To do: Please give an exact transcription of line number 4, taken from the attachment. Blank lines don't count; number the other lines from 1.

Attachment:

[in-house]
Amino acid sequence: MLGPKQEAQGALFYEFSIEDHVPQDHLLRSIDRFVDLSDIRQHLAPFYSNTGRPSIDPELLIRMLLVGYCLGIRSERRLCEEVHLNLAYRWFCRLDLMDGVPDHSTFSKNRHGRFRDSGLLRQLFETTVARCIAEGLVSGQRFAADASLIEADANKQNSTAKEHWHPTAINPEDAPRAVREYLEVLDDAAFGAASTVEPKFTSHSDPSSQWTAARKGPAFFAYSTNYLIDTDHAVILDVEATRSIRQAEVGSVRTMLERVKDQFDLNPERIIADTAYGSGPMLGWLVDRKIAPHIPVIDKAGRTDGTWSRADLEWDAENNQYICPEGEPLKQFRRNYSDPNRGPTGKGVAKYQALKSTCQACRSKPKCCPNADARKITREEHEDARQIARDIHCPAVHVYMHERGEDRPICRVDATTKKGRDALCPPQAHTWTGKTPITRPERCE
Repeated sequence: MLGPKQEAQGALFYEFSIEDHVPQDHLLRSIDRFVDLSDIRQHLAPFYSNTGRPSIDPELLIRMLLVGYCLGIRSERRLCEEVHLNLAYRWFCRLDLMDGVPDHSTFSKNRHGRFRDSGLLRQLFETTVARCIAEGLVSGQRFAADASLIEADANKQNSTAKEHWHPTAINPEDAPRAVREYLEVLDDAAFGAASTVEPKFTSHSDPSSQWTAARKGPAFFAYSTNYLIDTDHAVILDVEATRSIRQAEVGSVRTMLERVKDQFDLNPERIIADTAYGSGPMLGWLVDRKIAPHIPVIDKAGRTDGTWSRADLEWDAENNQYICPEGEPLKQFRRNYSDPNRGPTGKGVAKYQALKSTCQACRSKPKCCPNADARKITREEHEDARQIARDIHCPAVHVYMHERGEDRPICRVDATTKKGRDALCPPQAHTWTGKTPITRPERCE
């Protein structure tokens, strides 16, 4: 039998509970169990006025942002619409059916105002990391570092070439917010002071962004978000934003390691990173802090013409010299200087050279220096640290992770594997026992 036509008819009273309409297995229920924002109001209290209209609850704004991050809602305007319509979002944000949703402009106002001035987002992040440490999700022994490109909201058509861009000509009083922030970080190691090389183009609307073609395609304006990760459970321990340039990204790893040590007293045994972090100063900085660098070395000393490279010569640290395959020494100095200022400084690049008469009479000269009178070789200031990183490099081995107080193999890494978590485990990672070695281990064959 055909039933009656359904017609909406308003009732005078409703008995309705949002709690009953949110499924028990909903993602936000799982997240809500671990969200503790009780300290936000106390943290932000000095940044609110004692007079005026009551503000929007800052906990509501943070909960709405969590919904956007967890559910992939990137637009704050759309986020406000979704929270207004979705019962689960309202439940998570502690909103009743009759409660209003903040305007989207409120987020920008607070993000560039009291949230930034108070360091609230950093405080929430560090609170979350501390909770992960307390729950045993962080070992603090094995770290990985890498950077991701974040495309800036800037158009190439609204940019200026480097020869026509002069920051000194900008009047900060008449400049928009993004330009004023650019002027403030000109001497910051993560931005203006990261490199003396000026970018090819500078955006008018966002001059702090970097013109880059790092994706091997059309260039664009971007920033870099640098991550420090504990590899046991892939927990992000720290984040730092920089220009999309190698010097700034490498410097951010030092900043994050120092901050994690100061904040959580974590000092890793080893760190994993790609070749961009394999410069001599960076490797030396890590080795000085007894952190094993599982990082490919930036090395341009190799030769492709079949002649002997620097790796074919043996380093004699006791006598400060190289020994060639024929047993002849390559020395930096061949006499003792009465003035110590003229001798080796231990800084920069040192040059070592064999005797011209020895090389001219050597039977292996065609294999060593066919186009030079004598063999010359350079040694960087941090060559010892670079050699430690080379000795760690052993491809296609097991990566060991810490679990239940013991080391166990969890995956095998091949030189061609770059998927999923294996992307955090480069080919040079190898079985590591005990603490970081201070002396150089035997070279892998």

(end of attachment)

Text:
């Protein structure tokens, strides 16, 4: 039998509970169990006025942002619409059916105002990391570092070439917010002071962004978000934003390691990173802090013409010299200087050279220096640290992770594997026992 036509008819009273309409297995229920924002109001209290209209609850704004991050809602305007319509979002944000949703402009106002001035987002992040440490999700022994490109909201058509861009000509009083922030970080190691090389183009609307073609395609304006990760459970321990340039990204790893040590007293045994972090100063900085660098070395000393490279010569640290395959020494100095200022400084690049008469009479000269009178070789200031990183490099081995107080193999890494978590485990990672070695281990064959 055909039933009656359904017609909406308003009732005078409703008995309705949002709690009953949110499924028990909903993602936000799982997240809500671990969200503790009780300290936000106390943290932000000095940044609110004692007079005026009551503000929007800052906990509501943070909960709405969590919904956007967890559910992939990137637009704050759309986020406000979704929270207004979705019962689960309202439940998570502690909103009743009759409660209003903040305007989207409120987020920008607070993000560039009291949230930034108070360091609230950093405080929430560090609170979350501390909770992960307390729950045993962080070992603090094995770290990985890498950077991701974040495309800036800037158009190439609204940019200026480097020869026509002069920051000194900008009047900060008449400049928009993004330009004023650019002027403030000109001497910051993560931005203006990261490199003396000026970018090819500078955006008018966002001059702090970097013109880059790092994706091997059309260039664009971007920033870099640098991550420090504990590899046991892939927990992000720290984040730092920089220009999309190698010097700034490498410097951010030092900043994050120092901050994690100061904040959580974590000092890793080893760190994993790609070749961009394999410069001599960076490797030396890590080795000085007894952190094993599982990082490919930036090395341009190799030769492709079949002649002997620097790796074919043996380093004699006791006598400060190289020994060639024929047993002849390559020395930096061949006499003792009465003035110590003229001798080796231990800084920069040192040059070592064999005797011209020895090389001219050597039977292996065609294999060593066919186009030079004598063999010359350079040694960087941090060559010892670079050699430690080379000795760690052993491809296609097991990566060991810490679990239940013991080391166990969890995956095998091949030189061609770059998927999923294996992307955090480069080919040079190898079985590591005990603490970081201070002396150089035997070279892998």